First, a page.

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RichEdit SetCharFormat Character Size and Spacing

Posted on 2008-06-23
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Last Modified: 2013-11-20
I have hundreds of reports that have been manually formatted using <SPACES> to make characters align.  The text is either 10CPI or 17.xx CPI as in the old dot matrix printers.

I'm trying to import them to a CRichEditDoc/View type of arrangement.  I've tried fixed pitch fonts such as Courier New and  Lucida Console, and though each will change size, they seem to do so in some sort of secret increment, and are sometimes almost unreadable on the screen.

Within the documents, if a line is compressed, then the entire line is compressed.  I'm NOT trying to line up decimals using different fonts, etc.  It is simply that on an 8 1/2 x 11 sheet of paper, it would be nice if the compressed lines began and ended at approximately the same place as the non-compressed ones.

How can I SetCharFormat so that I end up with 80 characters per line, and 132 characters per line, or you could think of it as 10 CPI and 16.5 CPI?

Thanks in advance, rick
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Question by:rickatseasoft
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by:DanRollins
ID: 21852436
The important thing to do is to choose a fixed-pitch font that is a TrueType font (I usually go with "Courier New").  If you pick one of the older font faces,  such as "Courier" then it only exists in certain sizes and the font manamgent system picks one that it thinks will work.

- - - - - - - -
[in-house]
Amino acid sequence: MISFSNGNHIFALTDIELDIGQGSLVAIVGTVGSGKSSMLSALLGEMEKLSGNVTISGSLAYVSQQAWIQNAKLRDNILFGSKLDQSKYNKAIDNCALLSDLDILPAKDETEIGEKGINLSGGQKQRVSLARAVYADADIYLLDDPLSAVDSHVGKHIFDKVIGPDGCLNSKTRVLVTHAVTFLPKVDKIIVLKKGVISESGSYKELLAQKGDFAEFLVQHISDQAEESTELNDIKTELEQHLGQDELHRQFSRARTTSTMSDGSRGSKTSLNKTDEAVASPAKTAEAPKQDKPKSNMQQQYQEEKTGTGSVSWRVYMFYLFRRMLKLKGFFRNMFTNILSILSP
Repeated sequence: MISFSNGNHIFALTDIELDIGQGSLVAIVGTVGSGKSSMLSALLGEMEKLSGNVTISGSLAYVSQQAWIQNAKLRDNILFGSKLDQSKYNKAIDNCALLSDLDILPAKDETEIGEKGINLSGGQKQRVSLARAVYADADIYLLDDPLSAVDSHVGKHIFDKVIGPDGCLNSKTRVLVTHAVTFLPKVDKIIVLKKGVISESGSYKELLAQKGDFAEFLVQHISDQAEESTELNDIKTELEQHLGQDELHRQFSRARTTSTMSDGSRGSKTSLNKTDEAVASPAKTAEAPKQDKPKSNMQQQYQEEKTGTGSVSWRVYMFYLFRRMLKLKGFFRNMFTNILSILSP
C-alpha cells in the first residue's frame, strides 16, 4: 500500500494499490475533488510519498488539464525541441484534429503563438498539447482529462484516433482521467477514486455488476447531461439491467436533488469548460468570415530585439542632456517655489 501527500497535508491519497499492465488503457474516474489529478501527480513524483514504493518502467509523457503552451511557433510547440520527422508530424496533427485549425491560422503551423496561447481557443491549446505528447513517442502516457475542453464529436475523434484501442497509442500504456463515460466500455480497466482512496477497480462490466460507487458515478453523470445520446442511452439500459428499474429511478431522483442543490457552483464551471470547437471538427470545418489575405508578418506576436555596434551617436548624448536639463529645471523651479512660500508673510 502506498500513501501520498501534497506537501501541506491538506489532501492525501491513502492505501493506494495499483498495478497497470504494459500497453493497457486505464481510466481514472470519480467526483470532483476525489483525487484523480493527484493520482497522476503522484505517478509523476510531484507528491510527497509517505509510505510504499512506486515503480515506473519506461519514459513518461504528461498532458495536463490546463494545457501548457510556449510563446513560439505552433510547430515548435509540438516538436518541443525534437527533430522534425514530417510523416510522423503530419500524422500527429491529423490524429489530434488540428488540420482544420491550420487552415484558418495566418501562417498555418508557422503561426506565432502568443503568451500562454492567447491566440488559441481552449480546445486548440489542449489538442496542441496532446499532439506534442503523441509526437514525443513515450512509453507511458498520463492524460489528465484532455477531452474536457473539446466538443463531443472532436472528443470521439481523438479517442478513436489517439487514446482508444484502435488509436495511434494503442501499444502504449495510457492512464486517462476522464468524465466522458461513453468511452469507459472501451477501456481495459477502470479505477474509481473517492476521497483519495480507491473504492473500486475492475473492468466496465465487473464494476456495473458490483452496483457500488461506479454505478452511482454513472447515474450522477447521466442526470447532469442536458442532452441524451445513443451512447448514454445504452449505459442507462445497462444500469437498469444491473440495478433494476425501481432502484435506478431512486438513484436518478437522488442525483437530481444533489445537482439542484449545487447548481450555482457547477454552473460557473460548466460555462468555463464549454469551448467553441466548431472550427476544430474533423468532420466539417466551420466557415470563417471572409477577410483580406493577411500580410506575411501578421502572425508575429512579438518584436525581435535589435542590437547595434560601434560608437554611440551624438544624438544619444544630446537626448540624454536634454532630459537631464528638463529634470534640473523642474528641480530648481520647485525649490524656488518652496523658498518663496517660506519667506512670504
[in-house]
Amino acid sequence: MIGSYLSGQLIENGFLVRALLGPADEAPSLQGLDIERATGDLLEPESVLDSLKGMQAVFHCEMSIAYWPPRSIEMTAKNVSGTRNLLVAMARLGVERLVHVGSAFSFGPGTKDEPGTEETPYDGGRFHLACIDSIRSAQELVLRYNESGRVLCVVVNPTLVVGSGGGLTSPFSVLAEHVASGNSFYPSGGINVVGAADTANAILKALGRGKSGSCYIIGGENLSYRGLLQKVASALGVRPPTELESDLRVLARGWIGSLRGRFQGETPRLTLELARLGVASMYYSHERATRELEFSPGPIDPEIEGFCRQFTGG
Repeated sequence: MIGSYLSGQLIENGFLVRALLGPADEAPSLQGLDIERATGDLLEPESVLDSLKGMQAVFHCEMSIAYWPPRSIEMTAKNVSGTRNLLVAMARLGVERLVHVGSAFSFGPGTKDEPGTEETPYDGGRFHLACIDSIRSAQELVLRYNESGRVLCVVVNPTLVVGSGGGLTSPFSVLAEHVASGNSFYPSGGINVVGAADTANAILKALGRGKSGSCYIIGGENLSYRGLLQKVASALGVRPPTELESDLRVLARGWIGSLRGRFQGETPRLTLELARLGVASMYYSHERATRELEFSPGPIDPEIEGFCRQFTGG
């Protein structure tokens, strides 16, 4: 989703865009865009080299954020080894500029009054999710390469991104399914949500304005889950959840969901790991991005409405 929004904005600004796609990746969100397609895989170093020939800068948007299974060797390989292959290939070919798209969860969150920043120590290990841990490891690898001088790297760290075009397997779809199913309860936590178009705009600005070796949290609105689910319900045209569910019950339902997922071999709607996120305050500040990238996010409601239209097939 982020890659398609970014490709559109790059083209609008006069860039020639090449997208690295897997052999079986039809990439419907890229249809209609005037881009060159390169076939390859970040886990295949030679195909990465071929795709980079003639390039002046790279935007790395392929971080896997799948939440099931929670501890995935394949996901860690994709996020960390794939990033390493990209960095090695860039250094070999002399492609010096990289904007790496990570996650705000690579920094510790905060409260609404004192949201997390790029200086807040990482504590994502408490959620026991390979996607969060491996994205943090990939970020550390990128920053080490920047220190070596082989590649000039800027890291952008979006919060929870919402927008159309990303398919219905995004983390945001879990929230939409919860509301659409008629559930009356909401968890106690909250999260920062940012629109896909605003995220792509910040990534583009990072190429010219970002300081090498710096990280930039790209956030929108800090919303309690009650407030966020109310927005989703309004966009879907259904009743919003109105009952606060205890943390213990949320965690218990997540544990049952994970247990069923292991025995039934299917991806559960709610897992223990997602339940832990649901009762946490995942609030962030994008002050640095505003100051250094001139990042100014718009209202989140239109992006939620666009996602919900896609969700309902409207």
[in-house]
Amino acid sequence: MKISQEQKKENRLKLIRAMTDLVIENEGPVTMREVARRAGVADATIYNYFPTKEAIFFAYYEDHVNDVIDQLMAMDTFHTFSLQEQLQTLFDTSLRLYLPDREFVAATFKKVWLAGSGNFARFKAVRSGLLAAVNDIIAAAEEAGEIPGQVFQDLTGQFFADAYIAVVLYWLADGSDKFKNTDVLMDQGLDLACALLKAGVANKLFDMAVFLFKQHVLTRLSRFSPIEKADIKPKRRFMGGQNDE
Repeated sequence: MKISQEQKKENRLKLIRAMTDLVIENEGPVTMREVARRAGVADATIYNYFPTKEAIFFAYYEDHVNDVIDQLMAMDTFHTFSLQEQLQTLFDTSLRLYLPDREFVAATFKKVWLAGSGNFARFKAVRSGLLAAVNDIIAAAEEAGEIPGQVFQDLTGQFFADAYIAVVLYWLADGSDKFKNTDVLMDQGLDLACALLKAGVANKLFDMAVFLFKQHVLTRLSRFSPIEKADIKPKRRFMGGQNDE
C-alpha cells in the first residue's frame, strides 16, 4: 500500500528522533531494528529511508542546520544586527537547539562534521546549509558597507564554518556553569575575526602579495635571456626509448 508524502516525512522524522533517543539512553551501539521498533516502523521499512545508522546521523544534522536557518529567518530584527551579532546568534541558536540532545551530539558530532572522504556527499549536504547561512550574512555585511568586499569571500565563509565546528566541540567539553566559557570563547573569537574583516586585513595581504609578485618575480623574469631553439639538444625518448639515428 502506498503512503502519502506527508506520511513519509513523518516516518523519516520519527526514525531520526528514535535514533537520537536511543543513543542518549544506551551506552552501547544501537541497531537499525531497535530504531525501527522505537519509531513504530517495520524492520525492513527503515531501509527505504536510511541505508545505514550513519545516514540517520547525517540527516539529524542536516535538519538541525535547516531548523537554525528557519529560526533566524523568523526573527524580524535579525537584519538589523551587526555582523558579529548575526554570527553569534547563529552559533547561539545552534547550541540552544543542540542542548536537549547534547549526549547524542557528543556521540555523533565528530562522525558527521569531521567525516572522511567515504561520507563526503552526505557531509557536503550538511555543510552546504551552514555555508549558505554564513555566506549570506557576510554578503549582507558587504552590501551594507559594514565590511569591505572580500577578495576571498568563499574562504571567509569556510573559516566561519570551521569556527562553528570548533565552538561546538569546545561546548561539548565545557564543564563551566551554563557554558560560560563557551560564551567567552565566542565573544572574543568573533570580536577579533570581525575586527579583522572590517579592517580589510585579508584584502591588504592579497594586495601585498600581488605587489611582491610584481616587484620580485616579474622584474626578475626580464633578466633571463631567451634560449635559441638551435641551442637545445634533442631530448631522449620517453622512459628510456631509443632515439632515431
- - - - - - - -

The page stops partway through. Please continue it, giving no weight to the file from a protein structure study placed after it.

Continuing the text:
>> How can I SetCharFormat so that I end up with 80 characters per line, and 132 characters per line, or you could think of it as 10 CPI and 16.5 CPI?

A 10 CPI  font is a 12-pt font
A 16.5 CPI font is about a 7-pt font (actually, about 7.2)

In the CHARFORMAT structure that you pass to the SetCharFormat function, you must set yHeight in twips -- twentieths of a point.  So, code like the attached should work for you.

=--==--==-=--=
>> it would be nice if the compressed lines began and ended at approximately the same place as the non-compressed ones.

I don't understand this part of your question.  Obviously, lines of different size characters will end at different places...
CHARFORMAT cf;

cf.cbSize= sizeof( CHARFORMAT );

cf.dwMask= CFM_FACE | CFM_SIZE;

cf.yHeight= 240; // 12pt (or 144 = 7.2pt = 16.5 cpi)

strcpy( cf.szFaceName, "Courier New" );

 

m_ctlRE.SetCharFormat( cf );

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Author Comment

by:rickatseasoft
ID: 21853226
Dan thanks for taking the time to answer, and you've gotten me a lot closer to solving my problem.  Thanks again.  

First to answer your question.  The reports in question are written in code that was designed for the unix environment on dot matrix printers, and specifically had two type sizes, 10 CPI and 16.5(or so) CPI---or 80 char per line and 132 char per line.  To make the reports visually pleasing, those lines that had 80 chars or less were printed in 10CPI and were padded to have about 80 characters, and those that had more than 80 characters were printed in 16.5CPI and were padded to have about 132 characters.  Ergo, regardless of the type size, the lines were about 8" long, and ended at the same place.  In other words, the pages were symmetrical left and right.

Just a couple of quick follow-up questions if you don't mind.